Many hands make light work.
The power of that old adage is being summoned as a core of volunteers at St. Paul’s Episcopal Church in Columbus appeals to the public to help make several thousand cloth masks for little faces. With Columbus Municipal School District school bells set to ring Aug. 6, the group hopes to have 3,000 reusable, non-medical face coverings made in fairly short order — enough for each of about 1,500 students in pre-K through fourth grade to have two. An ambitious goal.
“We were more than happy to take them up on the offer,” said Glenn Dedeaux, CMSD assistant superintendent. “Students are going to be required to wear a mask when they enter a bus or any of our schools.” Parents are being encouraged to purchase their own masks and get children accustomed to wearing them before school begins, but inevitably masks, over time, will be lost, dropped or dirtied.
“And you can’t find children’s masks easily,” said Jennet Lacey. She and fellow St. Paul’s congregation member Annis Cox put their heads together shortly after the board’s mask decision. “When they announced school was going to be opening and that masks were to be worn, we knew there was a need.”
It helps that Lacey and Cox are both experienced mask makers. Lacey has made face coverings for use at Columbus Air Force Base and at The W, among others. Cox has sewn masks for nursing homes, first responders and for distribution at the Brother’s Keepers barbecue location. Ever since reading a story about the Navajo Nation’s struggle with the coronavirus, she has also been sending 25 masks weekly to Window Rock, Arizona.
When it comes to making 3,000, it comes in handy, too, that both women are longtime quilters.
“Our stash of fabrics could probably be an archaeological dig,” laughed Lacey. “Quilters hoard a bit, and it’s healthy for us to give some of it up.”
How many did you say?
“Oh, that’s a lot of masks!” Jennifer Shelby remembers thinking when she got the initial email Lacey and Cox sent out asking fellow congregation members to help organize the effort. Shelby’s husband, Jason Shelby, is rector at St. Paul’s.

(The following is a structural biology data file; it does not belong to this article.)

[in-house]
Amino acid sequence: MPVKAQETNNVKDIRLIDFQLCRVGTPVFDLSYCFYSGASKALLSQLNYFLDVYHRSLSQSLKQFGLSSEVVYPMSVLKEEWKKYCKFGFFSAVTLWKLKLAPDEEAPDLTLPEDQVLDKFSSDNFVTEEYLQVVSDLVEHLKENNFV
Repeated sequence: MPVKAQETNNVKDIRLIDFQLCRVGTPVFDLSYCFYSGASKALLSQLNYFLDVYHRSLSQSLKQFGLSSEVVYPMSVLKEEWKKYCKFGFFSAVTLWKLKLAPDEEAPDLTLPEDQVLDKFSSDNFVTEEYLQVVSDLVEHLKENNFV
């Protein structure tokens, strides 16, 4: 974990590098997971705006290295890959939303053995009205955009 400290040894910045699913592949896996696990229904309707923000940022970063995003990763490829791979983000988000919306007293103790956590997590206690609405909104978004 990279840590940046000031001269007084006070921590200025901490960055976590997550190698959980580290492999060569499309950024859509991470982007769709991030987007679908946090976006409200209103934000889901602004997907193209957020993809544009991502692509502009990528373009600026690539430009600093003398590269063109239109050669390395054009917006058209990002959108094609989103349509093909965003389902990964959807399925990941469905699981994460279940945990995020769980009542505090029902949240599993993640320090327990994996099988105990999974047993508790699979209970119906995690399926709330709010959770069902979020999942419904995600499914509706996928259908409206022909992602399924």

“I’m also a quilter and had a stash in my closet that I pulled out,” she said. “There’s a distinct need for masks, so I said yes, I’d love to help.” Others signed on as well.
To get the project rolling, fun fabrics were pooled and the cutting began. Kid-oriented prints are prime. Some sporting Daniel Tiger, Pete the Cat, Star Wars and other popular themes have already been incorporated. More fabric will be needed.
“Our preference is for juvenile-friendly fabrics, something that will attract a child and give them some sense of identity,” remarked Lacey, a former elementary educator and former director of St. Paul’s preschool. “After teaching kindergarten, I want the children to feel like they have some control. If they can pick a mask they like, they will attach to it and then wear it.”
Donations of 100 percent lightweight cotton are welcome. (No sports team-oriented fabrics, please.) The masks, being made in three youth sizes, are sewn with a muslin backing.
“Some people have given us monetary donations to help purchase muslin, elastic and the pipe cleaners we need,” Cox said. Sections of pipe cleaner are used so masks can be shaped to the nose.
You can help
This past Wednesday Lacey and Cox began handing out prepackaged kits to willing members of the community, something they expect to do daily from 5-6 p.m. through July 31. Anyone with a sewing machine and a little time to give is asked to pitch in by driving up to the rear entrance of St. Paul’s Church at 318 College St. in downtown Columbus, stay in your vehicle, pick up a kit or two to assemble at home, provide your name and contact information. Finished masks may be dropped off between 5-6 p.m. at the same location.
The kits are simple and quick to put together, Cox said.
Kay Ellis of Columbus decided to make it a family endeavor. Ellis is retired from the school district but still has a big heart for children. She is also empathetic to the challenges school administrators and parents are currently grappling with. While her daughter, Meagan Koch, is visiting with her three children, Ellis thinks making kids’ masks would be beneficial in more ways than one.
“I just thought not only is it a good educational experience for the grandchildren (the older two are in eighth- and fourth-grade), with the measuring and cutting, but it’s also a good civic project to get them interested in helping people their own age. It’ll be a good experience, and it’ll be fun for them to have a purpose.”
Face coverings for youngsters in pre-K through fourth-grade are the immediate focus, but Cox and Lacey hope that, once that goal is met, they can expand to making masks for older students. They would also like to provide coverings for students at county and other schools. No one can predict how long masks will be needed.
Dedeaux remarked, “This is very fluid, unprecedented times we’re in, and we’ve just got to make it as safe as possible for students, teachers, everybody.”
Of the face coverings, he said, “This is a great thing, great community support, a great way to partner with the school to do something positive for the students. We really are appreciative and ecstatic about the offer.”
“It’s a work of heart,” said Lacey, “but there are lots of hearts and hands at St. Paul’s and in this community.”
Editor’s note: Email Annis Cox at firstname.lastname@example.org for additional information about the mask project.
Jan Swoope is the Lifestyles Editor for The Commercial Dispatch.
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